What knowledge and skills are needed by Electronics Engineering Technologists?
Based on survey data, the skills and knowledge necessary for Electronics Engineering Technologists include the following:
Critical Thinking, 78% important. Using logic and reasoning to identify the strengths and weaknesses of alternative solutions, conclusions or approaches to problems.
Complex Problem Solving, 75% important. Identifying complex problems and reviewing related information to develop and evaluate options and implement solutions.
Reading Comprehension, 72% important. Understanding written sentences and paragraphs in work related documents.
Active Listening, 72% important. Giving full attention to what other people are saying, taking time to understand the points being made, asking questions as appropriate, and not interrupting at inappropriate times.
Troubleshooting, 70% important. Determining causes of operating errors and deciding what to do about it.
Mathematics, 70% important. Using mathematics to solve problems.
Speaking, 68% important. Talking to others to convey information effectively.
Operation Monitoring, 68% important. Watching gauges, dials, or other indicators to make sure a machine is working properly.
Quality Control Analysis, 65% important. Conducting tests and inspections of products, services, or processes to evaluate quality or performance.
Judgment And Decision Making, 65% important. Considering the relative costs and benefits of potential actions to choose the most appropriate one.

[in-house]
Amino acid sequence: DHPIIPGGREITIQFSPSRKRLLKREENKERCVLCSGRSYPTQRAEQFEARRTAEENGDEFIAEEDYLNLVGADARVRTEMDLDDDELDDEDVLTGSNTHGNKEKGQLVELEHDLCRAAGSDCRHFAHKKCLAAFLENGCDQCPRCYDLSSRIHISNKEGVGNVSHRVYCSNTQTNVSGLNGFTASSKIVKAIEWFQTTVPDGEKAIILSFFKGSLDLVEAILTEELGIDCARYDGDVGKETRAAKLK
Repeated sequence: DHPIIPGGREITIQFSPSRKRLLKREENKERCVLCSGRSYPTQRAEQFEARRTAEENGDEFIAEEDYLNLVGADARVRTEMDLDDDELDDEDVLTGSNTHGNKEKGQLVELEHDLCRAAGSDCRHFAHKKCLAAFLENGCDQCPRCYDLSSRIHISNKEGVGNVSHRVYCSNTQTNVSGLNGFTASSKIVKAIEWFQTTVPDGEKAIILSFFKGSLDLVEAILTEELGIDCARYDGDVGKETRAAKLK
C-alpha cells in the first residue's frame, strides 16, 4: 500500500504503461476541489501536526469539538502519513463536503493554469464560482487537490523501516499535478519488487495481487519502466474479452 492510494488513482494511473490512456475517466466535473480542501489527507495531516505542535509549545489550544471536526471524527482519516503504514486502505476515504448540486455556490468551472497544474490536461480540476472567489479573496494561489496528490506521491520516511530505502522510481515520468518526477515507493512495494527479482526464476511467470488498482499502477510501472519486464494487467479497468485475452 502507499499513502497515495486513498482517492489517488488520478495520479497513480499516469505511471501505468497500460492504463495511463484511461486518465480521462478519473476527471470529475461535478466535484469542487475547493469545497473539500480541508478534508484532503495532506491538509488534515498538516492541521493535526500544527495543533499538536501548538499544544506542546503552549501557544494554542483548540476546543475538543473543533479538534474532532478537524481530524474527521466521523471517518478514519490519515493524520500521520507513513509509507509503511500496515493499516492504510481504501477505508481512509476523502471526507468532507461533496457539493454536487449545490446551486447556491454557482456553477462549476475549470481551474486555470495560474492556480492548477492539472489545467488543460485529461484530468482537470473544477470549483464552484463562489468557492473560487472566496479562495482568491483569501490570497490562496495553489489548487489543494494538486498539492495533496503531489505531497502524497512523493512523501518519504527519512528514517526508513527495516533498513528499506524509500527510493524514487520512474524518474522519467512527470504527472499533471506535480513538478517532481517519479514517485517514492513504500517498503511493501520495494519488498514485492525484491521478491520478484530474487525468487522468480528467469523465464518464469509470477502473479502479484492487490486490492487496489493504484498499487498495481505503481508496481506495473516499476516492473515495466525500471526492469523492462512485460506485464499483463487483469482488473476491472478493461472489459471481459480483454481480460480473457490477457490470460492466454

Repairing, 65% important. Repairing machines or systems using the needed tools.
Equipment Maintenance, 65% important. Performing routine maintenance on equipment and determining when and what kind of maintenance is needed.
Active Learning, 62% important. Understanding the implications of new information for both current and future problem-solving and decision-making.
Time Management, 62% important. Managing one's own time and the time of others.
Systems Analysis, 62% important. Determining how a system should work and how changes in conditions, operations, and the environment will affect outcomes.
Writing, 62% important. Communicating effectively in writing as appropriate for the needs of the audience.
Equipment Selection, 60% important. Determining the kind of tools and equipment needed to do a job.
Systems Evaluation, 60% important. Identifying measures or indicators of system performance and the actions needed to improve or correct performance, relative to the goals of the system.
Coordination, 60% important. Adjusting actions in relation to others' actions.
Operation And Control, 60% important. Controlling operations of equipment or systems.
Instructing, 60% important. Teaching others how to do something.
Monitoring, 60% important. Monitoring/Assessing performance of yourself, other individuals, or organizations to make improvements or take corrective action.
Social Perceptiveness, 60% important. Being aware of others' reactions and understanding why they react as they do.
Science, 58% important. Using scientific rules and methods to solve problems.
Persuasion, 58% important. Persuading others to change their minds or behavior.
Learning Strategies, 55% important. Selecting and using training/instructional methods and procedures appropriate for the situation when learning or teaching new things.
Management Of Personnel Resources, 52% important. Motivating, developing, and directing people as they work, identifying the best people for the job.
Programming, 52% important. Writing computer programs for various purposes.
Technology Design, 52% important. Generating or adapting equipment and technology to serve user needs.
Service Orientation, 52% important. Actively looking for ways to help people.
Operations Analysis, 50% important. Analyzing needs and product requirements to create a design.